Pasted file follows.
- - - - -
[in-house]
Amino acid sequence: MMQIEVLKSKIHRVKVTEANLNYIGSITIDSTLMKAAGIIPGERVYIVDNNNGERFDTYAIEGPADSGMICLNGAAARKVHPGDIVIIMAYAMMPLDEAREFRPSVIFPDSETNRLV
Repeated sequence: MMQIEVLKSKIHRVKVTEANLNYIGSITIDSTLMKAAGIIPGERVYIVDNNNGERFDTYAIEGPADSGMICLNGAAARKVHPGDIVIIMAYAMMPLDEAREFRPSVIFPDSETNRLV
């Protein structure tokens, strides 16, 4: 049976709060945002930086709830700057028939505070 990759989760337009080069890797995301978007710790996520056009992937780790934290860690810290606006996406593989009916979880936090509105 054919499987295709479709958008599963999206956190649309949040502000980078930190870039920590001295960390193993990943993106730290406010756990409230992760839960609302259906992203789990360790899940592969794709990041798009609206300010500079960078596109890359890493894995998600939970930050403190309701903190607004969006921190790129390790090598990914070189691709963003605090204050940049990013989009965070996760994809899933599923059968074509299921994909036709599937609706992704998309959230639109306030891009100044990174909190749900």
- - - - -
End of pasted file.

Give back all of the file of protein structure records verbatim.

[in-house]
Amino acid sequence: MMQIEVLKSKIHRVKVTEANLNYIGSITIDSTLMKAAGIIPGERVYIVDNNNGERFDTYAIEGPADSGMICLNGAAARKVHPGDIVIIMAYAMMPLDEAREFRPSVIFPDSETNRLV
Repeated sequence: MMQIEVLKSKIHRVKVTEANLNYIGSITIDSTLMKAAGIIPGERVYIVDNNNGERFDTYAIEGPADSGMICLNGAAARKVHPGDIVIIMAYAMMPLDEAREFRPSVIFPDSETNRLV
């Protein structure tokens, strides 16, 4: 049976709060945002930086709830700057028939505070 990759989760337009080069890797995301978007710790996520056009992937780790934290860690810290606006996406593989009916979880936090509105 054919499987295709479709958008599963999206956190649309949040502000980078930190870039920590001295960390193993990943993106730290406010756990409230992760839960609302259906992203789990360790899940592969794709990041798009609206300010500079960078596109890359890493894995998600939970930050403190309701903190607004969006921190790129390790090598990914070189691709963003605090204050940049990013989009965070996760994809899933599923059968074509299921994909036709599937609706992704998309959230639109306030891009100044990174909190749900």